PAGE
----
Think about the big bang like this: if you took every possible trajectory that an object could possibly take through the universe, and traced them all backward in time, they would all eventually come together. That "merging of trajectories" is the big bang; all objects, and indeed all of space, would have been at the same position. So there's no one point in the universe that can be considered the location of the big bang.

More quantitatively, the FLRW metric, which is how we characterize the universe as a whole in general relativity, includes a scale factor $a$ which characterizes the relative scale of the universe at different times. Specifically, the distance between two objects (due only to the change in scale) at different times $t_1$ and $t_2$ satisfies

$$\frac{d(t_1)}{a(t_1)} = \frac{d(t_2)}{a(t_2)}$$

Right now, $a$ is getting larger with time. But if you imagine running the universe's expansion in reverse, eventually you'd get back to a "time" when $a = 0$, and at that time all objects would be in the same position. That's the big bang. (Adapted from another answer)

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Our location is around 13.7 billion light years away from it in time.

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The light year is not a unit of time. (Unless you use geometrized units where $c=1$, but then why not just say "year"?) – David Z Apr 10 '11 at 22:25

I think Henry made these two minute physics videos(Where Was The Big Bang? and Science, Religion, and the Big Bang) specially for you:

As a short answer, the big bang happened everywhere! So anyone, anywhere(to be super cautious and conservative in an inertial frame) can say I have been at the center of the Big Bang :)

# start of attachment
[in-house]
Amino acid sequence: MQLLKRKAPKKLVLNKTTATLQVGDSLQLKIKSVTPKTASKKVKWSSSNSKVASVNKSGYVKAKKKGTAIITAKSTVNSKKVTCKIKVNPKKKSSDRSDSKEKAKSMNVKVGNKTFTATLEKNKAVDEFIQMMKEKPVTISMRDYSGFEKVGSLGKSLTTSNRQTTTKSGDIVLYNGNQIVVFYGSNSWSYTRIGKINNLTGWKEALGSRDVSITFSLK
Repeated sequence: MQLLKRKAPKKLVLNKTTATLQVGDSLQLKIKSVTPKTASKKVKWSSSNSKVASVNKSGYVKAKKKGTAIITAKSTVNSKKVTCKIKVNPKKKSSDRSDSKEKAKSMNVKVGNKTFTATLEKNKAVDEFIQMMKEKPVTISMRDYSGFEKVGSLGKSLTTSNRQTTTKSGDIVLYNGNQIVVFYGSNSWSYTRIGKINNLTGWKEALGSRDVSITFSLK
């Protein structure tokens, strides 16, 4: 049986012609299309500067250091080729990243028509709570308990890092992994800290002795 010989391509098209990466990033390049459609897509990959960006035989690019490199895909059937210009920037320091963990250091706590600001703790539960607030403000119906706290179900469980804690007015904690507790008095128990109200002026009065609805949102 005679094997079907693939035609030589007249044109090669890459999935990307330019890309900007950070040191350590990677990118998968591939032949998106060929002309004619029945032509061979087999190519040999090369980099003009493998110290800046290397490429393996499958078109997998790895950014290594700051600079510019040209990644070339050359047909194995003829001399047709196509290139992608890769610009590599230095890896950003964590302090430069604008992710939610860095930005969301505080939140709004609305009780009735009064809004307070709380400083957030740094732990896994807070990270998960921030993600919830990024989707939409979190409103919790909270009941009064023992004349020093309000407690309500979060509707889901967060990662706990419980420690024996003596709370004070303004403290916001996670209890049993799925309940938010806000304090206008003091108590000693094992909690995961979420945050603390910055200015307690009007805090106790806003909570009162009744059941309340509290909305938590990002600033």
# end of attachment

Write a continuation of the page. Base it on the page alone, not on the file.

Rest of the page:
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It is theoretically possible, but quite difficult to determine the position where we would be if our proper motion had zero speed.

The local group to which our galaxy belongs has proper motion of about 61 km/s. Our galaxy and Sun inside galaxy has even greater speed, but the direction is changing as Sun completes its revolutions about the galactic center.

So combining all these speeds and reversing all the dynamics back you will find a point where our Earth would be if it did not move since the Big Bang.

But you will find nothing special there.

Possibly it will be roughly in the direction opposite to the direction towards Great Attractor.

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alt text

Big bang happened somewhere in the middle... edges... and everywhere at once.

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-1, it's Andromeda Galaxy – voix Dec 30 '10 at 18:38
@voix +1 I just love this comment. – mbq Dec 30 '10 at 20:26
you are missing the "all the good stuff is over here" caption pointing to the opposite side of the galaxy... – Michael May 22 '13 at 15:45
I didn't downvote, but This iisn't very explanatory. – centralcharge Jul 6 '13 at 14:57

protected by Qmechanic Jan 4 '13 at 5:32